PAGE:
Tuesday, July 10, 2018

The Manster, Japan's Revenge

December 7, 1941, a day that would live in infamy. Japan bombed Pearl Harbor. President Franklin D. Roosevelt, looking for an excuse to go to war, had one. Roosevelt would imprison Japanese-Americans and begin a campaign that would destroy the Land of the Rising Sun. After he did that, his successor (President Truman) dropped two atomic bombs on them and sent in General Douglas MacArthur to Tokyo to supervise reconstruction. Japan would exact a modest amount of revenge in economic form in the decades to come. The recovering Asian empire had one more ace up its sleeve, a mad-scientist looking to create evolution, hence 1959's "The Manster."
Like many of us, Dr. Suzuki (Tetsu Nakamura) has cages of his failed experiments in his mountaintop laboratory. After one escapes and tears apart a bunch of Geisha girls, he puts it out of its misery. Enter obnoxious American reporter Larry (Peter Dyneley). Larry seeks to do a story on this mad-scientist, who in-turn has plans for Larry. The plan is two pronged. 1) Inject him with a serum that will turn him into a monster. 2) Set his lovely assistant/seductress Tara (Terri Zimmern) on him. Both are done in short order and Tara will seduce him in order to foster Larry's animal instincts. Larry's metamorphosis is quick and his lovely wife, Linda (Jane Hylton) arrives in Tokyo to wrestle him back from Tara.
As Linda sets her mind to war in order to win back her husband from the seductress, Larry begins a homicidal spree. Monks and beautiful Japanese ladies fall like flies as the monster that used to be Larry terrorizes Tokyo. Uh oh, the transition isn't just mental, Larry grows another head...the head of a monster. Now two-headed, both Tara and Linda will be in mortal danger. As the killings continue, the Tokyo police get involved and Dr. Suzuki is ready for the terrifying final phase of his experiment. Oh yeah, remember those failed experiments in Suzuki's lab? We learn the grotesque history of who they are...or I should say, who they were.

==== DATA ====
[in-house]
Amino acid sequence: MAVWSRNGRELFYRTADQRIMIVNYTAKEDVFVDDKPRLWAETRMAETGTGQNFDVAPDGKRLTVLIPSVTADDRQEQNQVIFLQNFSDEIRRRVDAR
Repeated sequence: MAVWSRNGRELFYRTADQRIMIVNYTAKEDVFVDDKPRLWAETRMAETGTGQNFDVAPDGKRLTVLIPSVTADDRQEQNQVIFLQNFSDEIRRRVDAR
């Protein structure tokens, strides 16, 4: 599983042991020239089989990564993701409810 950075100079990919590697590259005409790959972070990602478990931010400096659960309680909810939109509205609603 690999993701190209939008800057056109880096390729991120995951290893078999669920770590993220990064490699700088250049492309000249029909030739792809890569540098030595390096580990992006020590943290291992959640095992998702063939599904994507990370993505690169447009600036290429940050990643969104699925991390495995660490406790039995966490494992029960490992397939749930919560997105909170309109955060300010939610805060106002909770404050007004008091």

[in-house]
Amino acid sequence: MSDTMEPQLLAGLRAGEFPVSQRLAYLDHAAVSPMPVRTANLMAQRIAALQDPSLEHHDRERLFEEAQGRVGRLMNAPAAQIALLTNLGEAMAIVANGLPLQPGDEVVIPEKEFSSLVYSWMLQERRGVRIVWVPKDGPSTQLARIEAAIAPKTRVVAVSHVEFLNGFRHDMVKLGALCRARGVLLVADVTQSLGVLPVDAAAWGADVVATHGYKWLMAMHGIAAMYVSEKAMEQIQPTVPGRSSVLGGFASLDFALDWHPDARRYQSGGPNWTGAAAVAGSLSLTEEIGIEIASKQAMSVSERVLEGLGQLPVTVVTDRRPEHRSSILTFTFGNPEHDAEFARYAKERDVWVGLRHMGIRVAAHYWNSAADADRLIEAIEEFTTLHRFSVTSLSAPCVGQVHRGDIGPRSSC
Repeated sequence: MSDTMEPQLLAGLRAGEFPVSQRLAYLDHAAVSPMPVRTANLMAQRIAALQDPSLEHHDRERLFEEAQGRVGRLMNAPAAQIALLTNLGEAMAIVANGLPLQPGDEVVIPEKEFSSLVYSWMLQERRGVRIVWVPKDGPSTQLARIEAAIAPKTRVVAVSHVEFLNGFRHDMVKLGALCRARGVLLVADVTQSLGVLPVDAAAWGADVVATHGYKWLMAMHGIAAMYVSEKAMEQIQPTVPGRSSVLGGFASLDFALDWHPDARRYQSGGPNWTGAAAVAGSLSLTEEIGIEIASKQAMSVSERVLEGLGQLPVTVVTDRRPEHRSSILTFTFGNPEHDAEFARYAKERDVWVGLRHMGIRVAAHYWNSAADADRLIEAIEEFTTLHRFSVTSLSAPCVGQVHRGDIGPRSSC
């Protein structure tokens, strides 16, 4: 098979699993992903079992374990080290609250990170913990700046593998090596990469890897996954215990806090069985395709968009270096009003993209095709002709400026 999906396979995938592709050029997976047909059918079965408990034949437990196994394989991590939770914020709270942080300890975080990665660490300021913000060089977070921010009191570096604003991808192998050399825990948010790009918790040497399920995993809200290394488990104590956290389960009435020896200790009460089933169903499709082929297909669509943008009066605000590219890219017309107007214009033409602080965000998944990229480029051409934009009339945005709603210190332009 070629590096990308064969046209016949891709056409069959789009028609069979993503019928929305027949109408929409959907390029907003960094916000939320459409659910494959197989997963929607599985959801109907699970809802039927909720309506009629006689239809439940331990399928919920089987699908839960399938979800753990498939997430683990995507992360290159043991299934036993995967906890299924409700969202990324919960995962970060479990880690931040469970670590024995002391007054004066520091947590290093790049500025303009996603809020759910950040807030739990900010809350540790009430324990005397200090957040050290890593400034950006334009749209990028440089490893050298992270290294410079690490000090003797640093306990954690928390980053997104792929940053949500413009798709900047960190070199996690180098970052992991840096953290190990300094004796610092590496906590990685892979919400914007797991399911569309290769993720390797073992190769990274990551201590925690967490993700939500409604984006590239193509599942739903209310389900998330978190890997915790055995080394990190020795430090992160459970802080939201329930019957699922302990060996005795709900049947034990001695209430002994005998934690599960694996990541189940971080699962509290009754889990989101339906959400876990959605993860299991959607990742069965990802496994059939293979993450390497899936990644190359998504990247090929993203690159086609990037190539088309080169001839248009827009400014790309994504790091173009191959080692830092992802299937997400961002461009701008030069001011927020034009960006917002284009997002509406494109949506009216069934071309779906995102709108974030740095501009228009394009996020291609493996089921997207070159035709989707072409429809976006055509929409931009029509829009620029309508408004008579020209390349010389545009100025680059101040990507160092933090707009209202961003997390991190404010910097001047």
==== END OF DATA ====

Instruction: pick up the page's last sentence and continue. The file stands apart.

Will Tara and Linda have time for a cat-fight before their inevitable run in with the two-headed fiend? Just what is that final phase of Suzuki's experiment? Will the Eisenhower Administration use Suzuki's evil experiments as a reason to imprison more Japanese Americans or drop another bomb on Japan? Perhaps the best film ever about post World War 2 Japan and its reformation, "The Manster" is a classic horror/mad-scientist tale. With a wild ending, this American/Japanese effort is a lot of fun and an important film for all World War 2 historians.


  1. We need to look into the past to understand the presesnt, the Japanese have never fully regained their honor and still taking it out on Americans, or on their own civilians, the Samurai class is still alive and well, just look at the Aum Shinrikyo cult . Love these Japanese movies, the serious ones that explore their identity and what is to be Japanese

  2. This is a very good movie, I had it on DVD at one time. Excellent story and different from most movies of the period. If you love b-grad sci-fi movies from the 50s, you have to check out this one.

  3. Wow this looks surprisingly freaky actually from the stills. Very nice review Christopher & thanks for the heads up on it, will definitely check this one out at some point.